Although her comments about race and racism were national in scope, Hillary Clinton spent much of Tuesday’s visit at a Florissant church listening to the local challenges that many in her audience grapple with daily.
The Rev. Traci Blackmon talked of the “tale of two cities,’’ where some St. Louisans easily partake of some of the best education and health care that the nation has to offer. But others only have access to the worst.
A stretch of 10 miles, said Blackmon, determines “whether you live in a mansion, or in misery.”
Blackmon sits on the Ferguson Commission, set up by Gov. Jay Nixon after the Aug. 9 police shooting of Michael Brown touched off months of local, national and international outrage.
Clinton, now a Democratic candidate for president, listened to Blackmon and others during much of her two-hour stop at the Christ the King United Church of Christ in Florissant.
For the most part, neither the candidate nor the other speakers said much specifically about Ferguson or its local aftermath. Rather, most of their hour-long discussion focused the broader related issues – such as racism, poverty and inequality – that Clinton agrees must be addressed.
“I am here to listen, but also to engage in the kind of open and honest discussion that I hope is happening all over America,’’ Clinton said during her opening 20-minute address.
Says racism behind Charleston killings, use of Confederate flag
To that end, Clinton didn’t shy away from the word “racist.’’
Last week’s murder of nine African-Americans at a Charleston, S.C. church, she said, was “an act of racist terrorism perpetrated in a House of God.”
Clinton recalled that she had been in Charleston just hours before the killings, which “struck like a blow to the soul.”
Clinton called for an end to the flying of the Confederate flag, which she called “a symbol of our nation’s racist past that has no place in our present or our future.”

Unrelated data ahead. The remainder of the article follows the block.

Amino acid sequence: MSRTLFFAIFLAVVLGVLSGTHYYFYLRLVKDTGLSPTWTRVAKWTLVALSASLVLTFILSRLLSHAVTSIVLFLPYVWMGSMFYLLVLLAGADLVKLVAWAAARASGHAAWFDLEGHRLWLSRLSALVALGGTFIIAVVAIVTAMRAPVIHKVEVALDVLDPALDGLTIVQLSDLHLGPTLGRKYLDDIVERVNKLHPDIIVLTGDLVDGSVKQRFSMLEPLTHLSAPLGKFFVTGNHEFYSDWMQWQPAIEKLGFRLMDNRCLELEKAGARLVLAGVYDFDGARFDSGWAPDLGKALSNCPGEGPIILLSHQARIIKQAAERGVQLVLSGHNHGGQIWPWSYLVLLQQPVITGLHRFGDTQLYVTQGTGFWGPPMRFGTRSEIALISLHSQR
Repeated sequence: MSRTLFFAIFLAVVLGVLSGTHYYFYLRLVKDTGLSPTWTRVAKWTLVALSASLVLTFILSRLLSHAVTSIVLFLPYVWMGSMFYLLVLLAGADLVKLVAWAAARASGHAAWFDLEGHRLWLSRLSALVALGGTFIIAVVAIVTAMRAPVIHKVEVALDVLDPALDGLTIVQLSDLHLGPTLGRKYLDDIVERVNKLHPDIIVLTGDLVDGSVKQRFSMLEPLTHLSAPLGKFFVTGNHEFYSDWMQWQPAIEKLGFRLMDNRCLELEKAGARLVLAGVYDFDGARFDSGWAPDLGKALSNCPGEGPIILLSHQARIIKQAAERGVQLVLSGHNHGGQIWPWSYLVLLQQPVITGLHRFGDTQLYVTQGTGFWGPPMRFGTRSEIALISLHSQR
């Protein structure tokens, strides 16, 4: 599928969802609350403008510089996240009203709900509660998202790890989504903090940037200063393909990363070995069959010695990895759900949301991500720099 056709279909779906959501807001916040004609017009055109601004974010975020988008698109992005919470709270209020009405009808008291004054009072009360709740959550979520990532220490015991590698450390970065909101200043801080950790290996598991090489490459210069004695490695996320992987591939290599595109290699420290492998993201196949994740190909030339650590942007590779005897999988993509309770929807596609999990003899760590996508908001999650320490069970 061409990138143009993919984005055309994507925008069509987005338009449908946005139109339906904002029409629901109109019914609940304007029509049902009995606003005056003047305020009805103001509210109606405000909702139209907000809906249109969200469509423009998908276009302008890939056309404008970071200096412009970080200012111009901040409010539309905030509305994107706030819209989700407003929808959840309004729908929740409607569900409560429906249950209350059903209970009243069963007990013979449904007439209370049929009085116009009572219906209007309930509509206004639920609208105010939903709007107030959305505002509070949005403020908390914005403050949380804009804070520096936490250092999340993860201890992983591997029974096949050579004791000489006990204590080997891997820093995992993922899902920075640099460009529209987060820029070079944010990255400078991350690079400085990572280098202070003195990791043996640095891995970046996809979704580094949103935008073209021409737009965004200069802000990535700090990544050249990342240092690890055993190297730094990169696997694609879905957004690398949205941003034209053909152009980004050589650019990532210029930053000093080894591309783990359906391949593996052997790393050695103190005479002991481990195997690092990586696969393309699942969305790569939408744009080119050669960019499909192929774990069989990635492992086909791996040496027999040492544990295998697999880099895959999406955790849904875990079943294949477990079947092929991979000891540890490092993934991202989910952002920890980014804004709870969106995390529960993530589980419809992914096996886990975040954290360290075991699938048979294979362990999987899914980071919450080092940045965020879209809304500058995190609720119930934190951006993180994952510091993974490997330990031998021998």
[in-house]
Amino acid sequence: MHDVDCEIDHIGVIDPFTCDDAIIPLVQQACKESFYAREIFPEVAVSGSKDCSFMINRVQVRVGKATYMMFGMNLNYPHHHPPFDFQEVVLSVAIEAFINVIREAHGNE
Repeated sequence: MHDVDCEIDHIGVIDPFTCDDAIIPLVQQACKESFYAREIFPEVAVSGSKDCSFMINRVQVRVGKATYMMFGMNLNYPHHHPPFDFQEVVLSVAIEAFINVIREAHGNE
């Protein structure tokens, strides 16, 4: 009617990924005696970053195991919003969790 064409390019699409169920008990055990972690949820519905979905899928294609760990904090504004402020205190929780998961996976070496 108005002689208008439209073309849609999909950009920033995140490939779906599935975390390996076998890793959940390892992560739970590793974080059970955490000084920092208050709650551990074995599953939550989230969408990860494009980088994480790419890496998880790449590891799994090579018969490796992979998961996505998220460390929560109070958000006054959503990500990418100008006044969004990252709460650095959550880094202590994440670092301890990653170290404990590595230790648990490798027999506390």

Referring to South Carolina, she added, “It shouldn’t fly there. It shouldn’t fly anywhere.”
Clinton also called for the nation, and its leaders, to confront certain realities.
“I know it’s tempting to dismiss a tragedy like this as an isolated incident,” she said. “To believe that in today’s America, bigotry is largely behind use. That institutional racism no longer exists.”
But lamentably, that’s not the case, Clinton continued. “Despite our best efforts and highest hopes, America’s long struggle with race is far from finished.
“We can’t hide from hard truths about race and justice. We have to name them and own them and change them.”
Among the "hard truths:"
-- "Equality, opportunity, civil rights in America are still far from where they need to be. Our schools are still segregated -- in fact, more segregated than they were in the 1960s."
-- "Nearly 6 million young Americans between the ages of 16 and 24 are out of school and out of work. Think of that: neither learning nor working. And the numbers are particularly high for young people of color. "
Clinton observed, "Statistics like these are rebukes to the real progress we have made and they pose an urgent call for us to act -- publicly, politically, and personally."